Mosaic Press - October 13, 2006 - 17 Comments
Ricochet by Seymour Mayne
Reviewed by Liam Ford
Ricochet is a slim but impressive volume of word sonnets by the form’s pioneer, Seymour Mayne. A word sonnet is a fourteen line poem, where each line contains a single word: the process of reading becomes a meditation, an expansion. Its reader quickly grasps the similarity to haiku, where the beauty of the poem lies in simplicity and succinctness.
But where a haiku creates a scene, universal and eternal, like cycles of life and death, or of the seasons, these word sonnets choose different themes and lack an inherent, comforting circularity. Furthermore, constricted by rigid formal rules, the syllabic structure of haiku ensures that no word is used superfluously. Here, the universality of the haiku is superseded by an intensely personal but unspecific representation of feeling and circumstance, enforced by the strictness of form and the accompanying reliance of the author on traditional narrative syntax that fills space with words that do not contribute visually or thematically to the whole, but limit the poem to the sum of its parts.
The resulting difference between the forms is both a benefit and a downfall. Because of its structural limitations, the word sonnet allows the poet to mask his feelings through the use of pragmatic, necessary words, and to be unconcerned with person or perspective, yet simultaneously allows the most seemingly insignificant personal observation to explode and find great meaning on the immense blankness of the page.
In “Hail”, we are witness to a funeral scene, where an anonymous “you” is lowered into the earth. Who is the “you”? What is his or her relation to the speaker? What is left out is as compelling as what is put in. The poem expresses hope in the falling of the titular hail, that falls “like / seed” (5-6). It will plant itself in the frozen ground, and though nothing could possibly sprout, the inevitable melting of the hail (into rain water, symbolizing disembodied tears) and thawing of the ground permits the fertilization of the soil, and eventual rebirth.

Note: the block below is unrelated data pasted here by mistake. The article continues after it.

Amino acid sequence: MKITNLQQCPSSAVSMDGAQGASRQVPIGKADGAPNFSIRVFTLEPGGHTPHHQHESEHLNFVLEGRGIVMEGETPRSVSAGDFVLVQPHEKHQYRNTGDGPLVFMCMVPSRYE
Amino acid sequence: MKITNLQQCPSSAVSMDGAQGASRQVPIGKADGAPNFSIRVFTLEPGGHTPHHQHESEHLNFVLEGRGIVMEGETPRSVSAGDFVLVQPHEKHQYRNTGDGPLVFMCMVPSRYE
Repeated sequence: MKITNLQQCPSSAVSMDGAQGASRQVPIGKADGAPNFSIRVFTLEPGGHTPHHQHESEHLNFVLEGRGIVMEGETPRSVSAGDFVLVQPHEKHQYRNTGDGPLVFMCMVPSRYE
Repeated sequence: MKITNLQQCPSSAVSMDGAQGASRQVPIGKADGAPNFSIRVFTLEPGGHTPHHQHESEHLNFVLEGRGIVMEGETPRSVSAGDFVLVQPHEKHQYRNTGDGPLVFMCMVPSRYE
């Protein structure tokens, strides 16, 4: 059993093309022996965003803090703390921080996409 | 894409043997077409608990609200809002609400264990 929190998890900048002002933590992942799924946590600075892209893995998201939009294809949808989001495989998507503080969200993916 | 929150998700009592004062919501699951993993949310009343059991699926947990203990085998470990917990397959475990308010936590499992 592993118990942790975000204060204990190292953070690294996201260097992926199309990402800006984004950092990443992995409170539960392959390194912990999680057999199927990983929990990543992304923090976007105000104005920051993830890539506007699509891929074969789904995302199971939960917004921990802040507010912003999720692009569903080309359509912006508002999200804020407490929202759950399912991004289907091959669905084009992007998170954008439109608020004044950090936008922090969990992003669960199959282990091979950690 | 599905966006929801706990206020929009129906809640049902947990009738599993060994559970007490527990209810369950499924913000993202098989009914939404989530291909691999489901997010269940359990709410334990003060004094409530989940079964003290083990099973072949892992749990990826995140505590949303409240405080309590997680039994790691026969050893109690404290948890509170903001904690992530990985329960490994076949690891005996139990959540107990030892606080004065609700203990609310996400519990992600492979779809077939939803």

At his worst, Mayne uses the form to deliver punchlines better left in comics, as in “Cat”:
At his best, Mayne eschews narrative structure in favour of insightful and descriptive diction. “Dust” captures a brief moment of tender intimacy, invoking the senses of smell, sight and touch, and the result is like a sepia photograph come alive:
“December Flight” rejoices in the reckless thrill of movement of birds flying south:
The word sonnet is a form that Mayne fits effectively to the Canadian landscape; both the poems and the country are marked mostly by open space, yet both are populated by maple, crows, lakes, toboggans, and are confused by snow in April. Alternately mournful and exultant, Mayne’s poems reveal beauty in the great melancholy spaces that divide us as a country, and as people.